Sunday, April 22, 2012

Myanmar nationals seek refugee status

New Delhi, April 21, 2012, IANS:
Making pavements as their homes, over 500 Myanmar nationals, including women and children, have camped for the past 12 days near the United Nations High Commissioner for Refugees (UNHCR) office here, demanding a refugee status.

“Life is not easy for refugees like us, who fled from the country at the age of 18. I have faced torture, extortion, trauma and starvation. We are at least happy that unlike in our own country or Bangladesh, in India we feel safe and are not harassed for being Muslims. But the UNHCR is not paying heed to our plight,” said Dilwana Begum, who works as a maid in Jammu.

Since April 9, Begum and over 500 people like her belonging to Burmese Rohingya community, a Muslim ghetto hounded out from Myanmar (formerly Burma), have made temporary sheds of polythene sheets by the rear compound wall of the UNHCR office in B-2 Block of Vasant Vihar in south Delhi, demanding refugee cards.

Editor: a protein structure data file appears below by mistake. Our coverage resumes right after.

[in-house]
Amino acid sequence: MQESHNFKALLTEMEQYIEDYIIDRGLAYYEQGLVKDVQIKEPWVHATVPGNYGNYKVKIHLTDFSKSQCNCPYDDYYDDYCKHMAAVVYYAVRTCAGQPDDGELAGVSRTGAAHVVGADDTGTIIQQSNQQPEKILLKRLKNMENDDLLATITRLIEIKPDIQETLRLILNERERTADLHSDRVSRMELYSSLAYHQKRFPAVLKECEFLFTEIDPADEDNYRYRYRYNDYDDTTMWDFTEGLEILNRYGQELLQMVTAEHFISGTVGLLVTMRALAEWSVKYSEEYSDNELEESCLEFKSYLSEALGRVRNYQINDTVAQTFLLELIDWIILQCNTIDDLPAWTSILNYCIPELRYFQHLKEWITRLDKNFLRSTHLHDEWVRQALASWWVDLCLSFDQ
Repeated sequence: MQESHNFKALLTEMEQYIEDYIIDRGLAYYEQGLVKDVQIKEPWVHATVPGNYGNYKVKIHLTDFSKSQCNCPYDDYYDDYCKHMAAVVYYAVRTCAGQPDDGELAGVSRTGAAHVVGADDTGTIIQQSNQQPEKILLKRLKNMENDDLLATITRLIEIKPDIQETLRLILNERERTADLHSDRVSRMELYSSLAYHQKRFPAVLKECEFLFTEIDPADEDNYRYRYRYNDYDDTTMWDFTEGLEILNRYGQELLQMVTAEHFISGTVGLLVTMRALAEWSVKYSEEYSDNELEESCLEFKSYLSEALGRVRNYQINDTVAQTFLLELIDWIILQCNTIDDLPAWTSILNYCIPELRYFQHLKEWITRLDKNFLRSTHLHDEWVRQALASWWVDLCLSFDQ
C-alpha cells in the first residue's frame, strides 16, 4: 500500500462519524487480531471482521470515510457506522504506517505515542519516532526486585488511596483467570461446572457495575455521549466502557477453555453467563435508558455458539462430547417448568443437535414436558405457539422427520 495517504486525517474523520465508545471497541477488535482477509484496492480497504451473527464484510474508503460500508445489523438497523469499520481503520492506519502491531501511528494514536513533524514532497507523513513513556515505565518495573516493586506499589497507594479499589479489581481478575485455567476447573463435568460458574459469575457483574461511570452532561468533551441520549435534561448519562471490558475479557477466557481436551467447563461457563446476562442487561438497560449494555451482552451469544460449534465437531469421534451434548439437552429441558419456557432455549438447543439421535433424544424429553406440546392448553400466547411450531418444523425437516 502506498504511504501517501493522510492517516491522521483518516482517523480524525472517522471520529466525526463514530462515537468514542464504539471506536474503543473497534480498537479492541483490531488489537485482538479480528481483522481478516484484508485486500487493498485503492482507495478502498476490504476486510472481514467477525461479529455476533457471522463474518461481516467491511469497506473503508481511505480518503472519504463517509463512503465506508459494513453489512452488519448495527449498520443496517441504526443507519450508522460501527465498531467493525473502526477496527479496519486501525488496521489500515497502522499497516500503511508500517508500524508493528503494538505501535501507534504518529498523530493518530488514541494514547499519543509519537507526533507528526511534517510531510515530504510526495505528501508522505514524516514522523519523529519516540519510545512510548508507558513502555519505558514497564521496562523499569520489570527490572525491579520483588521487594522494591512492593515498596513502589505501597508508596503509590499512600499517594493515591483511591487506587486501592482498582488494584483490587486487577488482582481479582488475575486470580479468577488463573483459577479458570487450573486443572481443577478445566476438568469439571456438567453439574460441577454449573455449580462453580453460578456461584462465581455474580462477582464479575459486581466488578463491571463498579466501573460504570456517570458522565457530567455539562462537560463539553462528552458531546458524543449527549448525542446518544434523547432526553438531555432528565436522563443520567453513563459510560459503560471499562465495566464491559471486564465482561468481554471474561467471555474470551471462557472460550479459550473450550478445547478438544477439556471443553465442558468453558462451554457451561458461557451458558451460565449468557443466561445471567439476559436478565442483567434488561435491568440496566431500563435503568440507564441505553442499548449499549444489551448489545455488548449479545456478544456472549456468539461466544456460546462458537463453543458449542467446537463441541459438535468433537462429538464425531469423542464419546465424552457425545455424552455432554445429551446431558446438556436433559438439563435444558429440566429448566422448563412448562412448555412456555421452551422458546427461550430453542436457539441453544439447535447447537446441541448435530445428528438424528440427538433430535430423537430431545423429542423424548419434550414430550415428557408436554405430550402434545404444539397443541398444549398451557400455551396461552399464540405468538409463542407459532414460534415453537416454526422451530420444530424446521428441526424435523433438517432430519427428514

“We were issued an asylum seeker card in August, 2011 by the UNHCR, but it deprives us from lot of facilities that a refugee gets. We want a refugee card. Our children need education, better living conditions like water to drink and toilets. But we are deprived of these as we don’t have a refugee card,” said Zia-ul-Rahman, a refugee who left Myanmar two years ago and now lives in Muzaffarnagar.

The refugees say for the past 12 days, most of them did menial jobs to get food and water. “We are at their doorsteps seeking help, but the UNHCR has not even reached us to see how we are managing here with small children and old people, hope they know the real meaning of human rights,” lamented Abdul Hafeez, who stays at the camp.

Hafeez speaks very little Hindi, and through an interpreter said, “I lost my parents four years ago as the Burmese Junta shot them saying they did not support the military regime. I had to discontinue my education. Like other refugees from Burma, and Afghanistan and Somalia, we need a refugee status so that I can continue my studies.”
Refugee Mamoon Rafeeq who is a teacher in Jammu said the Rohingyas have been sidelined in Myanmar as they belong to a Muslim community. “Unlike other Myanmar refugees, Rohingya has been sidelined because we are Muslims. Other Myanmar refugees who are Christians and Buddhists are given refugee card,” Rafeeq claimed.

However, the UNHCR officials say they discussed the issue with the refugees four to five times, but were not persuaded by their arguments.
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